In an article of FT today, Matthew Klein writes, "The yield curve represents the cost of borrowing over different amounts of time. Lenders generally prefer getting their money back sooner rather than later, so short-term debts tend to have lower interest rates than longer-term obligations. The curve is “inverted” when short-term interest rates are higher than long-term rates. This happens when traders believe short-term interest rates will be lower in the future than they are today."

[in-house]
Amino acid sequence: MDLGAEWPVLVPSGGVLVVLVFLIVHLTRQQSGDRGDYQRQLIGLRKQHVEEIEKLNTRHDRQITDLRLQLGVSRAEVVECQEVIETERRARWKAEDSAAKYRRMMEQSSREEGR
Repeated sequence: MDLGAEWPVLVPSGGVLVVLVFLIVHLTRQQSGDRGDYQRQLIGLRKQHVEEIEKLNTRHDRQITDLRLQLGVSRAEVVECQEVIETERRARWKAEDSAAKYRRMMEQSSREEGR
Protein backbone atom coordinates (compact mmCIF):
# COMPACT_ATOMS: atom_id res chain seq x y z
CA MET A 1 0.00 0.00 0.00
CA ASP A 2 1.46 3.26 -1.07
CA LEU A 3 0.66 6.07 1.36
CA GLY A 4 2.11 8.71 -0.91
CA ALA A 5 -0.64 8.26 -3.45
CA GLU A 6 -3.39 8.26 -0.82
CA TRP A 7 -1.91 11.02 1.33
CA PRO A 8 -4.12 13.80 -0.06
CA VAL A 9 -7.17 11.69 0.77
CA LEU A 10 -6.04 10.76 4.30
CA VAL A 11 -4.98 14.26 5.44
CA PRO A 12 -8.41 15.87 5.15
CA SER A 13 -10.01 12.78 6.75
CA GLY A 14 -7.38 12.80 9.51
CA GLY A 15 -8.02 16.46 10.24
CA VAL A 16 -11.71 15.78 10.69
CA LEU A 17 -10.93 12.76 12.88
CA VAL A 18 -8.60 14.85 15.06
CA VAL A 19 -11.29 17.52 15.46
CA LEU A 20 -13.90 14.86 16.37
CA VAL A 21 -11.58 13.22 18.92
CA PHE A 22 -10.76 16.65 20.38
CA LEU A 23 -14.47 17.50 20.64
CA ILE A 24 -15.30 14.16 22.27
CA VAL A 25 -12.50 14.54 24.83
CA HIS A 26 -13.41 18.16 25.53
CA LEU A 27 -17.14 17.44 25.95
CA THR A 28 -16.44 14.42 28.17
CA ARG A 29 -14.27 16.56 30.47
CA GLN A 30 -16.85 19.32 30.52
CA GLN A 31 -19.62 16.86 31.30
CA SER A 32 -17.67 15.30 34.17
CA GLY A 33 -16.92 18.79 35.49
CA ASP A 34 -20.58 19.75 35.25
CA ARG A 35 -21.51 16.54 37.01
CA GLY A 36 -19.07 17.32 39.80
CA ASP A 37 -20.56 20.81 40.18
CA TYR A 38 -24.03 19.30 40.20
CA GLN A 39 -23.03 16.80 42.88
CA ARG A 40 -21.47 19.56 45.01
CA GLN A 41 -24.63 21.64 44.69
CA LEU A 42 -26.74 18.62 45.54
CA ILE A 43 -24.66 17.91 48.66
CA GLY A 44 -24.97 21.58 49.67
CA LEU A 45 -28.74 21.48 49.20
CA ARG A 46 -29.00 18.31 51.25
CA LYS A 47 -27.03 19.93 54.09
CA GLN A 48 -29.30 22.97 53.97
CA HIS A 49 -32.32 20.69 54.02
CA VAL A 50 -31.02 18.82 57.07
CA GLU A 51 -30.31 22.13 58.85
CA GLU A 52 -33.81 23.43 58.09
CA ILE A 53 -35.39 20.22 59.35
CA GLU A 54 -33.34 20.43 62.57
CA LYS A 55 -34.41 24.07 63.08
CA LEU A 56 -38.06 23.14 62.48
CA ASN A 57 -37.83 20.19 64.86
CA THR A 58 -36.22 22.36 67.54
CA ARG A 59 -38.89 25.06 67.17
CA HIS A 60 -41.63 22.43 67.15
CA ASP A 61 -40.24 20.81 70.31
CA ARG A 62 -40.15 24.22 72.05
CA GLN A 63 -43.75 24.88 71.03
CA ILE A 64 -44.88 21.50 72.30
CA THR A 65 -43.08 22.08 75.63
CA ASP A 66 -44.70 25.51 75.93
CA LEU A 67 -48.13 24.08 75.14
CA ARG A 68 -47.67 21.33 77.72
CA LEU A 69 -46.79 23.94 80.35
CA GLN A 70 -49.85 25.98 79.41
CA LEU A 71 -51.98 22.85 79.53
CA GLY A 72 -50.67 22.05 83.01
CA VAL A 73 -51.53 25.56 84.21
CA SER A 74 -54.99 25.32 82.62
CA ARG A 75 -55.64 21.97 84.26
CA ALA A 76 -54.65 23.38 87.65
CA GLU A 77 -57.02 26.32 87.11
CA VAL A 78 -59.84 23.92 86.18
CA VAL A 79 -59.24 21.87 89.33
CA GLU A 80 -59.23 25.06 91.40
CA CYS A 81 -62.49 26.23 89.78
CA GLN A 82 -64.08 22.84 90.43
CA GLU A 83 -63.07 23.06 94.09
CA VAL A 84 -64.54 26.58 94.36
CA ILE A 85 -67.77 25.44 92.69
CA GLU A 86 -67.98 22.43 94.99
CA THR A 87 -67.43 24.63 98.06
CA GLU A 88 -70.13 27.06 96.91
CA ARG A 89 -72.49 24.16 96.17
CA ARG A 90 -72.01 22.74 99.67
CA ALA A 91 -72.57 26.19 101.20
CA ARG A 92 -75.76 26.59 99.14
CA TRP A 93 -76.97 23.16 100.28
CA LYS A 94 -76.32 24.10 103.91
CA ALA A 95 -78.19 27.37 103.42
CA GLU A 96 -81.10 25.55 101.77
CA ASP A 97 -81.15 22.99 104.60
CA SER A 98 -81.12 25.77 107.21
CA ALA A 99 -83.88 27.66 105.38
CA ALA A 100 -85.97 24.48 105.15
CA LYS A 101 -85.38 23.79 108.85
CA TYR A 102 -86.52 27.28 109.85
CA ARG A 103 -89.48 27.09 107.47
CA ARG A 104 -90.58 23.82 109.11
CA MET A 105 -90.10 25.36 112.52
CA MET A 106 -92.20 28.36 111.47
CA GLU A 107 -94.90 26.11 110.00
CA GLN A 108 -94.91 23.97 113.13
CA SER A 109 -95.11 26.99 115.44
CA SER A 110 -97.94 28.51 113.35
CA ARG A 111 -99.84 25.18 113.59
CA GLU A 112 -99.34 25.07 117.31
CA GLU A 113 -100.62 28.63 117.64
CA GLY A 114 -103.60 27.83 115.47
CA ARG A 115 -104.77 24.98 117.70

I don't understand the final statement in the context of an inverted yield curve. If traders believed short term interest rates would be lower in the future wouldn't the current curve reflect that?